We know that in all things God works for the good of those who love Him, who have been called according to His purpose.
– Romans 8:28
Here’s what I’ve learned. The disappointments, the failures, the struggles, the challenges. They are all God needs to make an impact. The irony is that God works best with broken things. The best stories in life come through trials and tribulations. Perseverance is intended for the underdog. Don’t give up!
In life, the challenge is often the opportunity. When it seems that things are messed up, or have not gone right, don’t dismiss what God can do. Like lemon turned to lemonade. He turns messes into messages. All that He asks is for you to be open to the potential and for Him to use your story.
Here's are three questions to get you back on your feet:
What's My Story?
Take time to think of how God has redeemed a situation in your life. What are the trials and tribulations that He can...
Greatest of All Time
That's an accolade that doesn't suffer from humility, does it? How can one be humble and a GOAT? Is it even possible?
If you look back at the GOATs of life, there are a few who you could lay claim as both GOAT and humble: Think Mother Theresa, Jesus ,Chadwick Boseman, and Fred Rogers to name a few. The question is, how did they pull it off?
It seems it can only pulled off if we are willing to go through the full progression -- all the phases - of leadership.
As I started thinking about those phases, and an interesting analogy came to life:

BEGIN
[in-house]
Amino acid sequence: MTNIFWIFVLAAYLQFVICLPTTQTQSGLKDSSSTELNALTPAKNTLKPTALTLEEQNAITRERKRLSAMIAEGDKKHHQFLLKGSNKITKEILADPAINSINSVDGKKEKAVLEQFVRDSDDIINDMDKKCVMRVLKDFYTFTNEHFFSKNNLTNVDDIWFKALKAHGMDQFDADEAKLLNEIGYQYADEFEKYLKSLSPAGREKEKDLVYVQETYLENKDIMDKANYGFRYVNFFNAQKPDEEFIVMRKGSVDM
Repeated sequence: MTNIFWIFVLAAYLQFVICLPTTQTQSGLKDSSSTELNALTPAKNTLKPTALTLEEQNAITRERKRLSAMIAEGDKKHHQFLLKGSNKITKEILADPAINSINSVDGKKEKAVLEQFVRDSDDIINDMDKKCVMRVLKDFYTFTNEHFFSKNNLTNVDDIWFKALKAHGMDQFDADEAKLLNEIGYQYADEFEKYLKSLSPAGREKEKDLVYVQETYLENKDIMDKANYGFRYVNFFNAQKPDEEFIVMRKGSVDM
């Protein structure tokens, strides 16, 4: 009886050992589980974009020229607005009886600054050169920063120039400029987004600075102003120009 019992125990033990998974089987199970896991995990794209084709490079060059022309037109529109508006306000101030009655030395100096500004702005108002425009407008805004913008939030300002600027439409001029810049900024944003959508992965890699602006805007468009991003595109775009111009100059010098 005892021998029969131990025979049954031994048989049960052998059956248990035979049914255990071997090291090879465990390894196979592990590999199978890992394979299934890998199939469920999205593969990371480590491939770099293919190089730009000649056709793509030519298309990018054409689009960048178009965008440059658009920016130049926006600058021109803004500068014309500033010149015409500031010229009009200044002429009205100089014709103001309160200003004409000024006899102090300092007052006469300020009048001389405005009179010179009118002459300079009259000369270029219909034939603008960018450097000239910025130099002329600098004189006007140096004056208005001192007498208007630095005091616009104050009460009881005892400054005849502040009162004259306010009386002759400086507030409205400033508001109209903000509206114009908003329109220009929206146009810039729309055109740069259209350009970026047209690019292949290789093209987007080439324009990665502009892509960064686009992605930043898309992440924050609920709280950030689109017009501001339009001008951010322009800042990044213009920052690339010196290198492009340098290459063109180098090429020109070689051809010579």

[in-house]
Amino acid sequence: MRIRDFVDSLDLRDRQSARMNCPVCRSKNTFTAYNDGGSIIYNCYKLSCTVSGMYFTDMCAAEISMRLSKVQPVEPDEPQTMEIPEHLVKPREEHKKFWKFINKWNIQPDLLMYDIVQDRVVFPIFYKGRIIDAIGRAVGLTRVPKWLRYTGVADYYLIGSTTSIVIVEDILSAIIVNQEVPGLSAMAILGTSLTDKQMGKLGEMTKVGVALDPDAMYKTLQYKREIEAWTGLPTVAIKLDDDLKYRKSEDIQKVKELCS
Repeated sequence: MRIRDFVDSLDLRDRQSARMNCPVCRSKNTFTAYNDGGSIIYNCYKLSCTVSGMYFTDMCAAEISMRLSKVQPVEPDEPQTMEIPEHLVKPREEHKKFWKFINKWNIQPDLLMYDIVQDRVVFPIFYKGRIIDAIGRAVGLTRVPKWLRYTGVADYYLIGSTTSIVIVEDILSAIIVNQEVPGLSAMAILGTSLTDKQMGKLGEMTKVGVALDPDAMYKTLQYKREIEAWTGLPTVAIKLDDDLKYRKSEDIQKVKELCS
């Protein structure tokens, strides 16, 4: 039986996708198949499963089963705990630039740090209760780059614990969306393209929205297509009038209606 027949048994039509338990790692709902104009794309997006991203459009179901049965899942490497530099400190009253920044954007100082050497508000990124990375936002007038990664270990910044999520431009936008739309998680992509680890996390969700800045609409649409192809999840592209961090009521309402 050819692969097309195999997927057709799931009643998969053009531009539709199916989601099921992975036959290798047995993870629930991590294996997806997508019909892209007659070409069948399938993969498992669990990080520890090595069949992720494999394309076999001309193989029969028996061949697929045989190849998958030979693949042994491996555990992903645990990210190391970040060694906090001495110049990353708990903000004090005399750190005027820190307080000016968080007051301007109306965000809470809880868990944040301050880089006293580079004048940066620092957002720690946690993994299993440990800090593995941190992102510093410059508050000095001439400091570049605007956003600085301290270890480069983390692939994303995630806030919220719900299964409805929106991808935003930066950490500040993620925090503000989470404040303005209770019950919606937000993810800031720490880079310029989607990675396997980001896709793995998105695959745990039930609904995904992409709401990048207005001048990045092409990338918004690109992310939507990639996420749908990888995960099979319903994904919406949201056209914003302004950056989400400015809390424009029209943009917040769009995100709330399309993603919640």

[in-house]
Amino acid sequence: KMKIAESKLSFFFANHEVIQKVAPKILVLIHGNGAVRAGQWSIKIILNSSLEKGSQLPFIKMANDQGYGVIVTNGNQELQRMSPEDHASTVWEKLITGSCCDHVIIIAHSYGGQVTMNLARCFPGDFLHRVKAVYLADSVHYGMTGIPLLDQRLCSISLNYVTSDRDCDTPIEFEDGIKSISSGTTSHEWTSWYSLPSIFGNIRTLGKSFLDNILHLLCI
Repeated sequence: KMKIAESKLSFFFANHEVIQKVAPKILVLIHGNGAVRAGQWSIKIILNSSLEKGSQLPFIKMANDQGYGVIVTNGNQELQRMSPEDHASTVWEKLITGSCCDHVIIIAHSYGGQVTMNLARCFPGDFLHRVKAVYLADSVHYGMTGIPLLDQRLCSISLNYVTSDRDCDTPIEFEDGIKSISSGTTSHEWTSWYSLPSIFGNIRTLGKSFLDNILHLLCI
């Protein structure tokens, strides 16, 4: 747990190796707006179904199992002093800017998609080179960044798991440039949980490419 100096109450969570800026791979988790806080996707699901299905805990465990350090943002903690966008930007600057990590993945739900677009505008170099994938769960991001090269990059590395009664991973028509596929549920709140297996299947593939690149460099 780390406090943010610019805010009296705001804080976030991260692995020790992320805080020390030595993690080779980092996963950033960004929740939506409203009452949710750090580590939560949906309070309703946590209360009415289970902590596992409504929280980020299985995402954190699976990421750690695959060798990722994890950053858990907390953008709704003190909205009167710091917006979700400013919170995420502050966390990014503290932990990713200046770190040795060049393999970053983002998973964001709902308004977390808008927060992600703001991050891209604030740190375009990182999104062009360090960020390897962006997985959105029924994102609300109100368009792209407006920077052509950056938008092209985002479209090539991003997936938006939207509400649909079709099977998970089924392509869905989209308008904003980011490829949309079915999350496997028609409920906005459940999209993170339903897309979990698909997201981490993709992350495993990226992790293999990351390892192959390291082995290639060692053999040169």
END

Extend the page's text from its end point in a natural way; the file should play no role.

Mountain Top Experiences
If you hadn't noticed, mountain top experiences never start on top of the mountain. It starts from a state of humility. There is a whole progression of phases that happen that makes those experiences the Great of All Time. If those phases are what create GOAT experiences, then maybe there are some parallel aspects to what makes GOAT leaders. Let...
“Only those who will risk going too far can possibly find out how far one can go”
— T. S. Eliot
We just launched a new three part series on Resilience on the Breaking Average Podcast. Have you seen it? The first episode aired recently centers on the concept of Acknowledging the Threats. The next episodes take it even further. This is such a powerful principle. Resilience is a secret untapped strength each of us have, we often just don't know it.
There's an old line from the legendary Japanese Military Strategist that sets the table.